Article Title

Patterns and trends of firework-related adult burns in New South Wales, Australia


Background: Fireworks are often used to celebrate holidays and events. With novel designs and availability, there is potential for blast and burn injuries that can impact livelihood and function. This study aims to describe and analyse firework-related burns in adults across New South Wales and the Australian Capital Territory.

Methods: A retrospective statewide review was performed from January 2010 to December 2020 at the adult burns units. All firework-related burn injuries older than 18 years that attended or were referred to the burns unit were included.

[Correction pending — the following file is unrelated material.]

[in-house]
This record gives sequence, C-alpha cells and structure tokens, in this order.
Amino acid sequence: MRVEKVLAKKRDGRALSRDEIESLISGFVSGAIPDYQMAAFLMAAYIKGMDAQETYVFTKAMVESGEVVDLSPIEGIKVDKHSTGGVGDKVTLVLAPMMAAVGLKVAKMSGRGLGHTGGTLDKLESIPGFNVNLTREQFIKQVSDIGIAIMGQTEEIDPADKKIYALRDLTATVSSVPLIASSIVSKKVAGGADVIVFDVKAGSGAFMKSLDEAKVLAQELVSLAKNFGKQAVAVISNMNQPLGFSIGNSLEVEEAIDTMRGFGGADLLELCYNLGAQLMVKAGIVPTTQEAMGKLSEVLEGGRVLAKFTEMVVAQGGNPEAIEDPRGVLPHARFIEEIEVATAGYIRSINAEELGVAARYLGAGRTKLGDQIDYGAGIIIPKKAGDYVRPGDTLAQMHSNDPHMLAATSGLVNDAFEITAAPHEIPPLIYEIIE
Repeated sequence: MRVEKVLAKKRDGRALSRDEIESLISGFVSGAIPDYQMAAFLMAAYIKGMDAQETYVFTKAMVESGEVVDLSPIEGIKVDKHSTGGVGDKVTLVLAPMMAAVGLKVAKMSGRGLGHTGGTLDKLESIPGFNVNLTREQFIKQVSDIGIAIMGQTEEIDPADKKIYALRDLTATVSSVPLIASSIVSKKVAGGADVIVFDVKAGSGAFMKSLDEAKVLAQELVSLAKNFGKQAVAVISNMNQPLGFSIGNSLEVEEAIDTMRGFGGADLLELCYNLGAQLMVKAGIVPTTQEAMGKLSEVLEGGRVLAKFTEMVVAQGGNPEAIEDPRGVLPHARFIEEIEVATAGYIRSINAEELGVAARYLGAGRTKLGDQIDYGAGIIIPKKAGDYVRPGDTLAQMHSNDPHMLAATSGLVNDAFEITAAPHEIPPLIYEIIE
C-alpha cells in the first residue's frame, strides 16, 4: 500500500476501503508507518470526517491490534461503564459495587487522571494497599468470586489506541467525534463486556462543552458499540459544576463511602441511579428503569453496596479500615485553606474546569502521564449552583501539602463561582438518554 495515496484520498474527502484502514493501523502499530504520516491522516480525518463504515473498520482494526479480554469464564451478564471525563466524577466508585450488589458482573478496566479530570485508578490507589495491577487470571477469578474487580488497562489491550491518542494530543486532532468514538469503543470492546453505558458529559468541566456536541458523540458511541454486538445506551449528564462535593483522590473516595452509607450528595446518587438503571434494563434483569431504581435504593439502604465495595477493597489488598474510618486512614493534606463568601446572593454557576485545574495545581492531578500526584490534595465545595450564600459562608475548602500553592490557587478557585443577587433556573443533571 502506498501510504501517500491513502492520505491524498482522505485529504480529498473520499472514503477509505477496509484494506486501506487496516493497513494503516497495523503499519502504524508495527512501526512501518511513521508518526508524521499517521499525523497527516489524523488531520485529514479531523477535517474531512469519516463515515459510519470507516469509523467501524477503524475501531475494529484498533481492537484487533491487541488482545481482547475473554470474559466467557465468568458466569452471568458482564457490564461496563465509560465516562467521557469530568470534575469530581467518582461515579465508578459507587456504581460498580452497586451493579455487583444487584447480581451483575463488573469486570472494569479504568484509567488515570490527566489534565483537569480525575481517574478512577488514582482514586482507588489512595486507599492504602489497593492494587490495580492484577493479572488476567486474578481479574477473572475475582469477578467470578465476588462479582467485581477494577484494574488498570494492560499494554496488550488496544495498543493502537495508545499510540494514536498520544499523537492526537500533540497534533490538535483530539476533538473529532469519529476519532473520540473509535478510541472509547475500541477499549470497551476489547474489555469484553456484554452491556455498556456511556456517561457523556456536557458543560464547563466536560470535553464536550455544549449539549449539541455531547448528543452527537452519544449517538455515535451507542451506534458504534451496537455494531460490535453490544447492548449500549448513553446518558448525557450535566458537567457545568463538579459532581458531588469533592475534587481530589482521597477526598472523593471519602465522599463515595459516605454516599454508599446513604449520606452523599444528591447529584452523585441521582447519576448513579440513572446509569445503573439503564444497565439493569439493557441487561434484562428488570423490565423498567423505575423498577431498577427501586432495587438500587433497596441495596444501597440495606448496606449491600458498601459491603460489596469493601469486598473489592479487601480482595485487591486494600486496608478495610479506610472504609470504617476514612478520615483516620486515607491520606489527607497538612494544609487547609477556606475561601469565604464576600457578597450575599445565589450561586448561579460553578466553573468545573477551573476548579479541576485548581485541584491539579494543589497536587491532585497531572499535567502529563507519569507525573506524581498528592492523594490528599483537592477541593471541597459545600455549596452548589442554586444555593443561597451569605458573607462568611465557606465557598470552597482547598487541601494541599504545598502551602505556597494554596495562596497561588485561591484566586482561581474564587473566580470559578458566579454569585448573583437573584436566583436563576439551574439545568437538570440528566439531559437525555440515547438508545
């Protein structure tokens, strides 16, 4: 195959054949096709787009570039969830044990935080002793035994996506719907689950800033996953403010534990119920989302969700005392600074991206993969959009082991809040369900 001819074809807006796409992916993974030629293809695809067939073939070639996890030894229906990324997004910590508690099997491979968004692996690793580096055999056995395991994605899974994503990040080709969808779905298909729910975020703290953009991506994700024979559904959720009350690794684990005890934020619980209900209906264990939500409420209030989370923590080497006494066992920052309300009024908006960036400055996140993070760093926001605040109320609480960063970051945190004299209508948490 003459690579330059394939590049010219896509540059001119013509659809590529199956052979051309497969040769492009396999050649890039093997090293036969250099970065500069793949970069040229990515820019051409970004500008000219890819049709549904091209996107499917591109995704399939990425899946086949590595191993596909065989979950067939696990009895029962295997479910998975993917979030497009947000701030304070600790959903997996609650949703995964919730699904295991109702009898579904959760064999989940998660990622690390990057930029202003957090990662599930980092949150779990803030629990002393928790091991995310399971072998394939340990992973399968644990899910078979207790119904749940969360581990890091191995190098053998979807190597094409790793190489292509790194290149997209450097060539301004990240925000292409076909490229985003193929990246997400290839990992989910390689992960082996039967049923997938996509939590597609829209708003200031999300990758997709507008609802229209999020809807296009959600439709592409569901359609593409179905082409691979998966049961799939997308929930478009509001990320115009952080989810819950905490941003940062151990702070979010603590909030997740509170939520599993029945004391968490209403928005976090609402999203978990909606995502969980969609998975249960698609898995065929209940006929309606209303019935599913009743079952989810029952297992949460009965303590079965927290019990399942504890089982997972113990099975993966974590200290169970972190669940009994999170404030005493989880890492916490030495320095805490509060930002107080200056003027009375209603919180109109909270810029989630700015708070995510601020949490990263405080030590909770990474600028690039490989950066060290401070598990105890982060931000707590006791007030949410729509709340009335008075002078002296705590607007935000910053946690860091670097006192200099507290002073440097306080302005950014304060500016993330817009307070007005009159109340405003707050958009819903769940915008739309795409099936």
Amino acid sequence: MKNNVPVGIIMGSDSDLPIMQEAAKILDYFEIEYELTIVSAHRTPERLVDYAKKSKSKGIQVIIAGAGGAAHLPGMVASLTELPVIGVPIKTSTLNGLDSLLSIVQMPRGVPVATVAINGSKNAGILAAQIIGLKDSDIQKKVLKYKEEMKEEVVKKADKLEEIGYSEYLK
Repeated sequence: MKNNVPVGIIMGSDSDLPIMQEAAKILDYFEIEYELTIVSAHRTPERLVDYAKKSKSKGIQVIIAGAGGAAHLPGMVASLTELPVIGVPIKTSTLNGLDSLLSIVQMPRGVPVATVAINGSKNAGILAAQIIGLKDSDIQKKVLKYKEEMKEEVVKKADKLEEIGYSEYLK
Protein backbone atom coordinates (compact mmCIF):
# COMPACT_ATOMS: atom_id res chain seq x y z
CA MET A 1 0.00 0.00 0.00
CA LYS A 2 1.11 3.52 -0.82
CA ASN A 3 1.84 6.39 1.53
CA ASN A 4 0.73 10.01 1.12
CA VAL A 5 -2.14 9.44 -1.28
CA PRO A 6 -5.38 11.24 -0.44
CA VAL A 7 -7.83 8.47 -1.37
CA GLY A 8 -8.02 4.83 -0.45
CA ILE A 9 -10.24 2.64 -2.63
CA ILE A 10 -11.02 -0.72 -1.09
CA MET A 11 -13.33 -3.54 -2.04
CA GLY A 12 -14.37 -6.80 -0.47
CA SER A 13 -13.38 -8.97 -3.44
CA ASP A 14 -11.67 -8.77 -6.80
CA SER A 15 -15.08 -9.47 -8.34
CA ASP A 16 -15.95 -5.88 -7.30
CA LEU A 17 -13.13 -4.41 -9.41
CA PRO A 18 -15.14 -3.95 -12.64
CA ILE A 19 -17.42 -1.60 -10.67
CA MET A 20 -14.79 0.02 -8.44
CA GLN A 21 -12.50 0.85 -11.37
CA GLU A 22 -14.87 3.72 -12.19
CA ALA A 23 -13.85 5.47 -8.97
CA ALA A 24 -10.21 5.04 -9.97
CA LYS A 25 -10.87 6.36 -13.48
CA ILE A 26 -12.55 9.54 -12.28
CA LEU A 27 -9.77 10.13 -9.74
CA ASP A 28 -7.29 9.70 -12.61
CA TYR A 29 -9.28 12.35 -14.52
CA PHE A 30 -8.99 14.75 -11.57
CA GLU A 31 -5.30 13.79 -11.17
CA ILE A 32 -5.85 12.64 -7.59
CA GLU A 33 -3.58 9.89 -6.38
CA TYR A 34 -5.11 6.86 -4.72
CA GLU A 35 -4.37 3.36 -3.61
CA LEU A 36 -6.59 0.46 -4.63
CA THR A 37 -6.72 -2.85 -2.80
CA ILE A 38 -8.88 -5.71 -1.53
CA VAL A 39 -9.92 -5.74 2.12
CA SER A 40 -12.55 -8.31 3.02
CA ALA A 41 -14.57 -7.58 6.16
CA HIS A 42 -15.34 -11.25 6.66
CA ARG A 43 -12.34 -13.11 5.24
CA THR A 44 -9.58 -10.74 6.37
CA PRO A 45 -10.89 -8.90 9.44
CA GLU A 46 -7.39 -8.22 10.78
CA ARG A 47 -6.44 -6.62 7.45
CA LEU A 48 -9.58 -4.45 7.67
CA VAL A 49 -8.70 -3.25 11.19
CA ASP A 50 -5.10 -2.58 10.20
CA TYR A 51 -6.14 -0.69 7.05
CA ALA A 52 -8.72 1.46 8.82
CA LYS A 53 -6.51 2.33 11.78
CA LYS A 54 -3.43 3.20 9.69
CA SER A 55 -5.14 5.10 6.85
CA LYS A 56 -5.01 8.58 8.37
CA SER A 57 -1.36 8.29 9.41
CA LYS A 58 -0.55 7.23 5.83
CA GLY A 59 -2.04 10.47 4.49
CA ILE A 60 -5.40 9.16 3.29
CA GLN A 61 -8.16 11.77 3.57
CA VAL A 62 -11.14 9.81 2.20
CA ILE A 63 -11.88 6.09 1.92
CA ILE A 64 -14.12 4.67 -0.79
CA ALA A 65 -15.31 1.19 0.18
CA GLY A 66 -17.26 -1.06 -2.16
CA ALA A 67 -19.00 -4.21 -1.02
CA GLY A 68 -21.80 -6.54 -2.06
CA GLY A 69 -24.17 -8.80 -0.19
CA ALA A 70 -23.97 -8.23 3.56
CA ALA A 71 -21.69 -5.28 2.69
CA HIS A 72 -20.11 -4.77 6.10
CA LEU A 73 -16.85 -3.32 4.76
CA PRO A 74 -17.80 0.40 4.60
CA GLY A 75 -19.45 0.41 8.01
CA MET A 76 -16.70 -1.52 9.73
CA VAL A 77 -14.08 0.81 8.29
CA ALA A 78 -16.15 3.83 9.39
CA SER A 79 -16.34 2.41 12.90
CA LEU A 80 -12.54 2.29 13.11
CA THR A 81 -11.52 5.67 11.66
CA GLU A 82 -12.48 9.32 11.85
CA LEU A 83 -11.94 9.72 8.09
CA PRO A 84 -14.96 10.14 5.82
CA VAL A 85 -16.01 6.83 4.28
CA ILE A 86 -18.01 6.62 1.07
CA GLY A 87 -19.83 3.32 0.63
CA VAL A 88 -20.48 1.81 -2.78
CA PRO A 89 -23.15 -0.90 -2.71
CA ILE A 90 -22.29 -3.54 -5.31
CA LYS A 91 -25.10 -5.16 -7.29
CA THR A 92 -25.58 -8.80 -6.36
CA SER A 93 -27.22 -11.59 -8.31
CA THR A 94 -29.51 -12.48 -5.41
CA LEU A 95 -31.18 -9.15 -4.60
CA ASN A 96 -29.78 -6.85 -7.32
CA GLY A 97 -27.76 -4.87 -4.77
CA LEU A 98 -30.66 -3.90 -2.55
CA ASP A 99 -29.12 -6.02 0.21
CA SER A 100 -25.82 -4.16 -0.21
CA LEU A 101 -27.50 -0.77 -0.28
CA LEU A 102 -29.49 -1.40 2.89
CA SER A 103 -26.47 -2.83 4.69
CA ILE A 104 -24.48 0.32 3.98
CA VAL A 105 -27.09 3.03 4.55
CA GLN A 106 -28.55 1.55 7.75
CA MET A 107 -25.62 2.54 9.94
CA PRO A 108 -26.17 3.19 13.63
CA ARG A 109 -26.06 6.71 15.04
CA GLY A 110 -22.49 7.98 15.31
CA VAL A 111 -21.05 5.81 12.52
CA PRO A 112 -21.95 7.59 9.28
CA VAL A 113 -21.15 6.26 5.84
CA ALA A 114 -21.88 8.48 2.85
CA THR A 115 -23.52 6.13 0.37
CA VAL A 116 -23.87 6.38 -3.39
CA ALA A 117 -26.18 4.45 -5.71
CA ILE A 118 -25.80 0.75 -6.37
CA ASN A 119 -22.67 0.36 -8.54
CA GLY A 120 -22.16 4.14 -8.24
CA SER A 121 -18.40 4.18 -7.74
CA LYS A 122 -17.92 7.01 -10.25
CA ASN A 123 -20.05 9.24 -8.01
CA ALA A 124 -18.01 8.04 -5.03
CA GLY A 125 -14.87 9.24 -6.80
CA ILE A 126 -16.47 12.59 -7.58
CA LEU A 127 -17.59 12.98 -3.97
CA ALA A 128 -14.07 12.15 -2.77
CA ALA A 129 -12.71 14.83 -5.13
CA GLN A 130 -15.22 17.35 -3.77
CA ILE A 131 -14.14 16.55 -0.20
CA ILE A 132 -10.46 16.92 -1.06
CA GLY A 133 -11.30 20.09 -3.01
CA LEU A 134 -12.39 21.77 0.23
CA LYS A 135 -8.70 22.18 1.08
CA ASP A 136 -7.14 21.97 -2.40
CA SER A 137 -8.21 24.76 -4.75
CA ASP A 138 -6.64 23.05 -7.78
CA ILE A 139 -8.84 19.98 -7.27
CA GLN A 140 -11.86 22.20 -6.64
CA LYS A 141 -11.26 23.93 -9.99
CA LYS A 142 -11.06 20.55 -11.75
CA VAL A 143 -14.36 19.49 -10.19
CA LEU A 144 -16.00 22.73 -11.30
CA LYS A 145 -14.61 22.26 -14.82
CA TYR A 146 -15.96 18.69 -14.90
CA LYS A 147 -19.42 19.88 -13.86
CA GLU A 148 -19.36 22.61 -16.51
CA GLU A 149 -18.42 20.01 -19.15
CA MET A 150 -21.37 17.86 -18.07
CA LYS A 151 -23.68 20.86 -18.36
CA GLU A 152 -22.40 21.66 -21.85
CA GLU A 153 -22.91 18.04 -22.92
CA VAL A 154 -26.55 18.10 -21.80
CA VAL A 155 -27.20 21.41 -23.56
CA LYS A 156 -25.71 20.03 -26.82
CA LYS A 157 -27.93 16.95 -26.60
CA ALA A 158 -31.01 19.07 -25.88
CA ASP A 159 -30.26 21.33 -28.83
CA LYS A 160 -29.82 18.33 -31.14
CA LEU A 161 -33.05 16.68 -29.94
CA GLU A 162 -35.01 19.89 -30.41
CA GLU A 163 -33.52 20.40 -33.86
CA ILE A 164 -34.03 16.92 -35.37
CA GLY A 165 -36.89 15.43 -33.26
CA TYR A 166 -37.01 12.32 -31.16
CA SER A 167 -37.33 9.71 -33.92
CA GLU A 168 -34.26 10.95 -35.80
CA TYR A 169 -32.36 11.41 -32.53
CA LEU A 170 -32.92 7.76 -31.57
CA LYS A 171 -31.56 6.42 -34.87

Results: There were 203 patients with a firework-related burn injury. The male to female ratio was 4:1 with an average age of 32.2 years. Men were 5.2 years younger than women (31.2 vs 36.4, p = 0.010). Men were more likely to have firework-related injuries on non-holidays, whereas women were more likely on holidays (p = 0.050). Men were more likely to operate fireworks after consuming alcohol resulting in burns than women (34.4% vs 12.5%, p = 0.007). Sparklers were more common amongst women, whereas fireworks had higher proportions amongst men (p = 0.009). The most common site of injury was the hands. The most frequent type of injury was a mid-dermal burn (61.6%), followed by superficial (25.2%), and full thickness (13.2%) respectively. The operative rate was 17.7% with a mean total length of stay of 2.2 days (range: 1–12).

Conclusions: Firework-related burns have distinct patterns of use and injuries amongst men and women. Alongside legislation, awareness of the potential hazards for shopgood fireworks such as sparklers is critical for future prevention campaigns.


fireworks, hands, burns, New South Wales

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